It seems that whole cities are now going solar:

The Santa Monica City Council voted in April to approve an ordinance requiring rooftop solar systems for all new construction in the City of Santa Monica—both residential and commercial.

Santa Monica joins other California cities San Francisco, Lancaster and Sebastopol in implementing solar requirements at time of construction. The requirements will add between $3.27-3.54/sq ft in construction costs – 33-37% below current solar market prices. The energy savings will more than offset mortgage pricing increases – lowering ownership costs from day one.

If you’re considering solar, get a quote from multiple contractors at If you want feedback on the quote you get – either email me at john @ 9to5mac dot com or send a tweet.

Falling pricing, consciousness of climate change and the desire for pollution free skies are all part of a grander trend ending with more solar power. With cities like Santa Monica requiring solar power as part of original construction, we’ll now begin to design specifically to take advantage of sunlight resources. If the National Renewable Energy Laboratory thinks we can get 40% of our electricity from 23-27% of our countries buildings with our current building techniques – imagine when 100% of new structures place a specific dollar value on direction of construction and angles of rooftops (Drake Landing, main image, and the CIS Tower, below, come to mind).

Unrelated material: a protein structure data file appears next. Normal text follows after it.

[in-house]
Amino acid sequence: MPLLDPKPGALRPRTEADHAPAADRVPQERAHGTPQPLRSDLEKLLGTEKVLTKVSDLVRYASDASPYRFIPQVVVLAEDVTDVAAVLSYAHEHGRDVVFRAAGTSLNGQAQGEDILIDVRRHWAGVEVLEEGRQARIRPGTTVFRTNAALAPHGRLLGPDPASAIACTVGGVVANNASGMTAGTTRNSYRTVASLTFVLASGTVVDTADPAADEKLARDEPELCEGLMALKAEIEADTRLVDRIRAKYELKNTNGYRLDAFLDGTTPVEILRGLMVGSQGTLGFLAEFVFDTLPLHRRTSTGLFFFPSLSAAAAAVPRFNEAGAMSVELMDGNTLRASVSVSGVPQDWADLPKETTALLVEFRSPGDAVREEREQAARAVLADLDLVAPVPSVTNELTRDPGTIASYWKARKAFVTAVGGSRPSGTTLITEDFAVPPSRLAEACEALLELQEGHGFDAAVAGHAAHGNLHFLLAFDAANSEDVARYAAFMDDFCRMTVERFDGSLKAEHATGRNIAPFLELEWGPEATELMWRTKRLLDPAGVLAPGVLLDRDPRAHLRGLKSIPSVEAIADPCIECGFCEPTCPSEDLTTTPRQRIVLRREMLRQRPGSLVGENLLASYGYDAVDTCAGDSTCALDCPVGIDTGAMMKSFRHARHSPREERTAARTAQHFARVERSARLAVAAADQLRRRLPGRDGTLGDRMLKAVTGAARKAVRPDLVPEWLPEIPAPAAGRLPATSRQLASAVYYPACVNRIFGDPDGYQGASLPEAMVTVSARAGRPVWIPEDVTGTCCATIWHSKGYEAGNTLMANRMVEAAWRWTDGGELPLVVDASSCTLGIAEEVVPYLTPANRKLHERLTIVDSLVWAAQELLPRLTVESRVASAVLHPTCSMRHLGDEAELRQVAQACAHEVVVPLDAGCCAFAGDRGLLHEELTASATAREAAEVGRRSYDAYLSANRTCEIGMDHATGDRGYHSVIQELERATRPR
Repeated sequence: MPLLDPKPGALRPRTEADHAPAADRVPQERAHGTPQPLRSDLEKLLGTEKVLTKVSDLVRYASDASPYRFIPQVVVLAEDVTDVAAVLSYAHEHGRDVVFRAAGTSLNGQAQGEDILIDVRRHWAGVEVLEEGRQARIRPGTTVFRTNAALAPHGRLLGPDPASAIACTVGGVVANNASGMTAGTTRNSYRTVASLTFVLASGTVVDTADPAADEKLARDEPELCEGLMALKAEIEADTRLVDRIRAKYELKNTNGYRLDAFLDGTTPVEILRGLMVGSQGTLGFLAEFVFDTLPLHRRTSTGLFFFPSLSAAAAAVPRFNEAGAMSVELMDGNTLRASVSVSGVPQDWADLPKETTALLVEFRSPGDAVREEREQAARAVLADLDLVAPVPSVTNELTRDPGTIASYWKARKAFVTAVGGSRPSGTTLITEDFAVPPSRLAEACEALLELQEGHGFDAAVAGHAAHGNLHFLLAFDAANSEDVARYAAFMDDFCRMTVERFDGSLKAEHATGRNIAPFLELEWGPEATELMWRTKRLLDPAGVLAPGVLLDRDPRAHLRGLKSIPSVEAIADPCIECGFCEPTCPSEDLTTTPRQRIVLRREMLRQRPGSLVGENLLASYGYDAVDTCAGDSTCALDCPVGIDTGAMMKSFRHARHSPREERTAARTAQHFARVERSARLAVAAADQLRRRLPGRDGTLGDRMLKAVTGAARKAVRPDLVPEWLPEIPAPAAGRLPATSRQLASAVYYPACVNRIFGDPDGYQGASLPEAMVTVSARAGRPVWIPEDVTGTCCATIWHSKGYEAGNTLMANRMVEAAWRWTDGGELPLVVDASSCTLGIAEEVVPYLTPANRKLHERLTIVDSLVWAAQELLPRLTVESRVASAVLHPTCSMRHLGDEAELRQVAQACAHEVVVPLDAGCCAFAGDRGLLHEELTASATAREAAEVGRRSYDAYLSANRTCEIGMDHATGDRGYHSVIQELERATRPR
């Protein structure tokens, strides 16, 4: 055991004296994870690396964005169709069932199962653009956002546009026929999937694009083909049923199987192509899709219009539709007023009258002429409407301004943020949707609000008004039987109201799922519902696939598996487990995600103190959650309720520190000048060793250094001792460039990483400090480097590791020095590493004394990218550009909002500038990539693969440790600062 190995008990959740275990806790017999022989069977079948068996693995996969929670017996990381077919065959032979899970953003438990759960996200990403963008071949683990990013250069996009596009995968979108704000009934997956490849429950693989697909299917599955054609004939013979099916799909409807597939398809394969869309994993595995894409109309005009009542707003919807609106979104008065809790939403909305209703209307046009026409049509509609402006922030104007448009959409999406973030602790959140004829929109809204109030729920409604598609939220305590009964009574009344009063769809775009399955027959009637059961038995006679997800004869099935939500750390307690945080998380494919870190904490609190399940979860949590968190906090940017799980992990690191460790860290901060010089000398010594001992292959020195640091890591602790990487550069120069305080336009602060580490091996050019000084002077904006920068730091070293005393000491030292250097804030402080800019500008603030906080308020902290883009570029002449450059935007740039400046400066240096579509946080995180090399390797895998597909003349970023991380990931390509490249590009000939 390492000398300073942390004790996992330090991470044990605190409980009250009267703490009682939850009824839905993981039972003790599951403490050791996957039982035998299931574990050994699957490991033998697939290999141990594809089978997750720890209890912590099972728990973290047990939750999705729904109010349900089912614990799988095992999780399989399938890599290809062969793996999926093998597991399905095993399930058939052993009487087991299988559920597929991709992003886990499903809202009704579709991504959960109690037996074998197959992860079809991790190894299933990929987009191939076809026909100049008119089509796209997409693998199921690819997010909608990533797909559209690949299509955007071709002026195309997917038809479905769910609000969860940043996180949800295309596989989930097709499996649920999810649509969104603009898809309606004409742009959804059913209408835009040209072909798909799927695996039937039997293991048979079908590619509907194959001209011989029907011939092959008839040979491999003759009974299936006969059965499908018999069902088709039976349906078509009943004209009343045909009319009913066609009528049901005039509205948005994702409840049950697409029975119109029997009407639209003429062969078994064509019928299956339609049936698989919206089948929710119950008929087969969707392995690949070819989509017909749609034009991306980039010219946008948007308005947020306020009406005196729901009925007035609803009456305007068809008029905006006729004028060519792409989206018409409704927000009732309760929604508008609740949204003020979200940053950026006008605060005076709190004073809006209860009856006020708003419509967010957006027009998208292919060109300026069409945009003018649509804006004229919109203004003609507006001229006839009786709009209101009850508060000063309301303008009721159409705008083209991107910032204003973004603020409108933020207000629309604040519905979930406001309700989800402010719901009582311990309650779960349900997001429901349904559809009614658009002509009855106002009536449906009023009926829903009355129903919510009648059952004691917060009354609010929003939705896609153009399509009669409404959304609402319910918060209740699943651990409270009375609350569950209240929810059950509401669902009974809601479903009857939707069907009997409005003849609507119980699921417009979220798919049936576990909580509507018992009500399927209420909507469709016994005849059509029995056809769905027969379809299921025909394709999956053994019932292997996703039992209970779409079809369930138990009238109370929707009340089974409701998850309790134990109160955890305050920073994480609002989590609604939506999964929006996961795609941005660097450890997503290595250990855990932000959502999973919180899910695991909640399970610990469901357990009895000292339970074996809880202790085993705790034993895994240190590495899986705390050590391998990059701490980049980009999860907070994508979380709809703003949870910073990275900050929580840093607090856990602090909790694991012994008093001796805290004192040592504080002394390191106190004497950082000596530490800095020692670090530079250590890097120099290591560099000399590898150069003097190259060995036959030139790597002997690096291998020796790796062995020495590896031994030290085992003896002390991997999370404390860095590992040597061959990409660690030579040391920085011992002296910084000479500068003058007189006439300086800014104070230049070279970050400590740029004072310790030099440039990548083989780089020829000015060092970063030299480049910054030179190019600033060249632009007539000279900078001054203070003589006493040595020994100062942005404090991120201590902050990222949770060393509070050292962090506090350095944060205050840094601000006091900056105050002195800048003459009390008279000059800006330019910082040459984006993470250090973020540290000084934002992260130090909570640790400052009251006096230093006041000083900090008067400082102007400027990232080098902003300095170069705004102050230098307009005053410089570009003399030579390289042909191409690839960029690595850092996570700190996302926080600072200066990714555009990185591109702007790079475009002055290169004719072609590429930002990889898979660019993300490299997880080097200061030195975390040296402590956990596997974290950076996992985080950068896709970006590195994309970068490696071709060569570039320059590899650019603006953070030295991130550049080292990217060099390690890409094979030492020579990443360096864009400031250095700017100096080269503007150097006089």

CIS Tower, Manchester

A private home between 1000 and 3000 sq feet will add 1,500W to 4,500W of solar power and a commercial location with a 10,000 sq ft footprint will add a 20,000W PV system. My estimations of these costs based upon my day to day experience, when included at time original construction and without incentives or externality considerations, are $3,539-10,167 for the residential examples, and $65,339 for the commercial project. These prices are 33-37% lower than market prices when built later in ownership. When the cost of construction is integrated into a mortgage – this ordinance will lower the annual costs of ownership between $169 and $1,600. If we allow current 30% tax credits to be applied against the mortgage – those savings increase to $227 a year for homeowner and $3,460 for a small business.

These ordinances will also push building integrated photovoltaics (BIPV) and continue scaling the solar industry (Swanson’s Law). Might this be the next great trend that drives solar power installation costs further down?

Specifically, the update to the Santa Monica Municipal Green Building Ordinance states:

  • NEW SINGLE FAMILY DWELLINGS are required to install a solar electric photovoltaic (PV) system, with a minimum total wattage of 1.5 times the square footage of the dwelling (1.5 watts per square foot).  That means a 2,000 square foot home would need a 3 kilowatt system, which is a typical size already seen on many homes.
  • NEW MULTI-FAMILY DWELLINGS and NON-RESIDENTIAL, HOTEL, MOTEL are required to install a solar electric PV system, with a minimum total wattage 2.0 times the square footage of the building footprint (2.0 watts per square foot of building footprint).  That means a 4-story building, with a building footprint of 10,000 square feet, would need a 20 kilowatt system.